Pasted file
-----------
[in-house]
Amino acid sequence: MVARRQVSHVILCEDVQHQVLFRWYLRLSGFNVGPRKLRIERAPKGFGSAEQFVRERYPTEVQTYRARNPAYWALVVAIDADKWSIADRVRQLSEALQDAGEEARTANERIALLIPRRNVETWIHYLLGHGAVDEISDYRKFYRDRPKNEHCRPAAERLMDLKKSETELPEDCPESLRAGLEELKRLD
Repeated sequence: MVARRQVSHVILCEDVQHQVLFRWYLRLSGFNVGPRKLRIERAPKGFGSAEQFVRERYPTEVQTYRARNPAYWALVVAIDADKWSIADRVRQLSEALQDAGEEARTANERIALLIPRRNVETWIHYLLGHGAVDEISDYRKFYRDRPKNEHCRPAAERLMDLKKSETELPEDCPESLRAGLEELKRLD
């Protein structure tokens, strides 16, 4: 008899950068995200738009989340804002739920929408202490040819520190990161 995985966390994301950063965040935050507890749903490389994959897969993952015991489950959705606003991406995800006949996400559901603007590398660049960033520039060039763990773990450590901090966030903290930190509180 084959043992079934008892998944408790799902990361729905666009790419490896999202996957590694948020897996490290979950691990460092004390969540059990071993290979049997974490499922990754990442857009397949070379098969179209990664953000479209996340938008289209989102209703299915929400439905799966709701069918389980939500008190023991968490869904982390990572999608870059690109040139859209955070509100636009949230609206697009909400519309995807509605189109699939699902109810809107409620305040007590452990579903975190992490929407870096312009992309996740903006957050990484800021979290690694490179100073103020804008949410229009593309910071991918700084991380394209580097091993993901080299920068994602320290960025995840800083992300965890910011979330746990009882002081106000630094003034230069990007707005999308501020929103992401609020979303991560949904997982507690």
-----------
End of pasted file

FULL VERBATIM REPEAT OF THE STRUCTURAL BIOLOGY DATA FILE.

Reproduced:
[in-house]
Amino acid sequence: MVARRQVSHVILCEDVQHQVLFRWYLRLSGFNVGPRKLRIERAPKGFGSAEQFVRERYPTEVQTYRARNPAYWALVVAIDADKWSIADRVRQLSEALQDAGEEARTANERIALLIPRRNVETWIHYLLGHGAVDEISDYRKFYRDRPKNEHCRPAAERLMDLKKSETELPEDCPESLRAGLEELKRLD
Repeated sequence: MVARRQVSHVILCEDVQHQVLFRWYLRLSGFNVGPRKLRIERAPKGFGSAEQFVRERYPTEVQTYRARNPAYWALVVAIDADKWSIADRVRQLSEALQDAGEEARTANERIALLIPRRNVETWIHYLLGHGAVDEISDYRKFYRDRPKNEHCRPAAERLMDLKKSETELPEDCPESLRAGLEELKRLD
């Protein structure tokens, strides 16, 4: 008899950068995200738009989340804002739920929408202490040819520190990161 995985966390994301950063965040935050507890749903490389994959897969993952015991489950959705606003991406995800006949996400559901603007590398660049960033520039060039763990773990450590901090966030903290930190509180 084959043992079934008892998944408790799902990361729905666009790419490896999202996957590694948020897996490290979950691990460092004390969540059990071993290979049997974490499922990754990442857009397949070379098969179209990664953000479209996340938008289209989102209703299915929400439905799966709701069918389980939500008190023991968490869904982390990572999608870059690109040139859209955070509100636009949230609206697009909400519309995807509605189109699939699902109810809107409620305040007590452990579903975190992490929407870096312009992309996740903006957050990484800021979290690694490179100073103020804008949410229009593309910071991918700084991380394209580097091993993901080299920068994602320290960025995840800083992300965890910011979330746990009882002081106000630094003034230069990007707005999308501020929103992401609020979303991560949904997982507690």